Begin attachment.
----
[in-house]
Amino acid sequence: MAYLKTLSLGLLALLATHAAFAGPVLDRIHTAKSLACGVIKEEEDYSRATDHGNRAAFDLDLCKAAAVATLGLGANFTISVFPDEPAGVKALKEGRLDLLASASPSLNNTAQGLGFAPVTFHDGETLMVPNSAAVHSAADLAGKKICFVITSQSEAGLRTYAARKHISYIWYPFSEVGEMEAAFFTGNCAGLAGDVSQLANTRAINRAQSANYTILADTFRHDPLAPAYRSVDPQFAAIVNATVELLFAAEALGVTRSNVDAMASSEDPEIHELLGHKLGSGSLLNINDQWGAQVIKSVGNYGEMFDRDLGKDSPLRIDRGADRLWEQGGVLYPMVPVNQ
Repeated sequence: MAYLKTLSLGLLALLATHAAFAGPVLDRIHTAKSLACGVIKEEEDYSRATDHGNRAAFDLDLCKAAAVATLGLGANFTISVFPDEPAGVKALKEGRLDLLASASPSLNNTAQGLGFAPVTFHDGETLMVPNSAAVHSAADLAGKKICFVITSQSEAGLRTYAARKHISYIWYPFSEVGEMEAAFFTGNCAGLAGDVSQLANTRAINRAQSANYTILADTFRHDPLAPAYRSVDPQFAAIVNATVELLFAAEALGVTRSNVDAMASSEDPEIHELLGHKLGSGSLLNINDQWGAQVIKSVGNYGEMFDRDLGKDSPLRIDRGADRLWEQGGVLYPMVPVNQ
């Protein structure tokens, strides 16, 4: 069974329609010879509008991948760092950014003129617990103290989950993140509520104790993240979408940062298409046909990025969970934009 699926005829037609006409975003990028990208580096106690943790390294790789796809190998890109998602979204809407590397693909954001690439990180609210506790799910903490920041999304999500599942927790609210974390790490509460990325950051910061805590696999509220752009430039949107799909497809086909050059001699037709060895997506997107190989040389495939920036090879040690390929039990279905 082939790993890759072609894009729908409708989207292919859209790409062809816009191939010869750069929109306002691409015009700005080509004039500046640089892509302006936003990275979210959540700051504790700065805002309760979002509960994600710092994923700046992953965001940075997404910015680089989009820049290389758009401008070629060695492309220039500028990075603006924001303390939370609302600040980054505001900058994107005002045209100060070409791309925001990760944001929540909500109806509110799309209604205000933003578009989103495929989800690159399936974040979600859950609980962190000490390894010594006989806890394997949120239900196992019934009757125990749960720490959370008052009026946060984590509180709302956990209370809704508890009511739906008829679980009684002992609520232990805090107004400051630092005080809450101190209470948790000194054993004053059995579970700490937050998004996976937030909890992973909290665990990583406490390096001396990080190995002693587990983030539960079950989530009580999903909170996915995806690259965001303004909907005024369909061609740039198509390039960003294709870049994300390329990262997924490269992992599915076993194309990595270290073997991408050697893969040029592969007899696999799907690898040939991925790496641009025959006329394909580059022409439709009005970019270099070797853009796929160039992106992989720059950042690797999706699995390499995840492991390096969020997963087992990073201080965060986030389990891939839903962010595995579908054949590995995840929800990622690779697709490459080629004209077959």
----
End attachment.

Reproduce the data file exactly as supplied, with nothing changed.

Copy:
[in-house]
Amino acid sequence: MAYLKTLSLGLLALLATHAAFAGPVLDRIHTAKSLACGVIKEEEDYSRATDHGNRAAFDLDLCKAAAVATLGLGANFTISVFPDEPAGVKALKEGRLDLLASASPSLNNTAQGLGFAPVTFHDGETLMVPNSAAVHSAADLAGKKICFVITSQSEAGLRTYAARKHISYIWYPFSEVGEMEAAFFTGNCAGLAGDVSQLANTRAINRAQSANYTILADTFRHDPLAPAYRSVDPQFAAIVNATVELLFAAEALGVTRSNVDAMASSEDPEIHELLGHKLGSGSLLNINDQWGAQVIKSVGNYGEMFDRDLGKDSPLRIDRGADRLWEQGGVLYPMVPVNQ
Repeated sequence: MAYLKTLSLGLLALLATHAAFAGPVLDRIHTAKSLACGVIKEEEDYSRATDHGNRAAFDLDLCKAAAVATLGLGANFTISVFPDEPAGVKALKEGRLDLLASASPSLNNTAQGLGFAPVTFHDGETLMVPNSAAVHSAADLAGKKICFVITSQSEAGLRTYAARKHISYIWYPFSEVGEMEAAFFTGNCAGLAGDVSQLANTRAINRAQSANYTILADTFRHDPLAPAYRSVDPQFAAIVNATVELLFAAEALGVTRSNVDAMASSEDPEIHELLGHKLGSGSLLNINDQWGAQVIKSVGNYGEMFDRDLGKDSPLRIDRGADRLWEQGGVLYPMVPVNQ
């Protein structure tokens, strides 16, 4: 069974329609010879509008991948760092950014003129617990103290989950993140509520104790993240979408940062298409046909990025969970934009 699926005829037609006409975003990028990208580096106690943790390294790789796809190998890109998602979204809407590397693909954001690439990180609210506790799910903490920041999304999500599942927790609210974390790490509460990325950051910061805590696999509220752009430039949107799909497809086909050059001699037709060895997506997107190989040389495939920036090879040690390929039990279905 082939790993890759072609894009729908409708989207292919859209790409062809816009191939010869750069929109306002691409015009700005080509004039500046640089892509302006936003990275979210959540700051504790700065805002309760979002509960994600710092994923700046992953965001940075997404910015680089989009820049290389758009401008070629060695492309220039500028990075603006924001303390939370609302600040980054505001900058994107005002045209100060070409791309925001990760944001929540909500109806509110799309209604205000933003578009989103495929989800690159399936974040979600859950609980962190000490390894010594006989806890394997949120239900196992019934009757125990749960720490959370008052009026946060984590509180709302956990209370809704508890009511739906008829679980009684002992609520232990805090107004400051630092005080809450101190209470948790000194054993004053059995579970700490937050998004996976937030909890992973909290665990990583406490390096001396990080190995002693587990983030539960079950989530009580999903909170996915995806690259965001303004909907005024369909061609740039198509390039960003294709870049994300390329990262997924490269992992599915076993194309990595270290073997991408050697893969040029592969007899696999799907690898040939991925790496641009025959006329394909580059022409439709009005970019270099070797853009796929160039992106992989720059950042690797999706699995390499995840492991390096969020997963087992990073201080965060986030389990891939839903962010595995579908054949590995995840929800990622690779697709490459080629004209077959």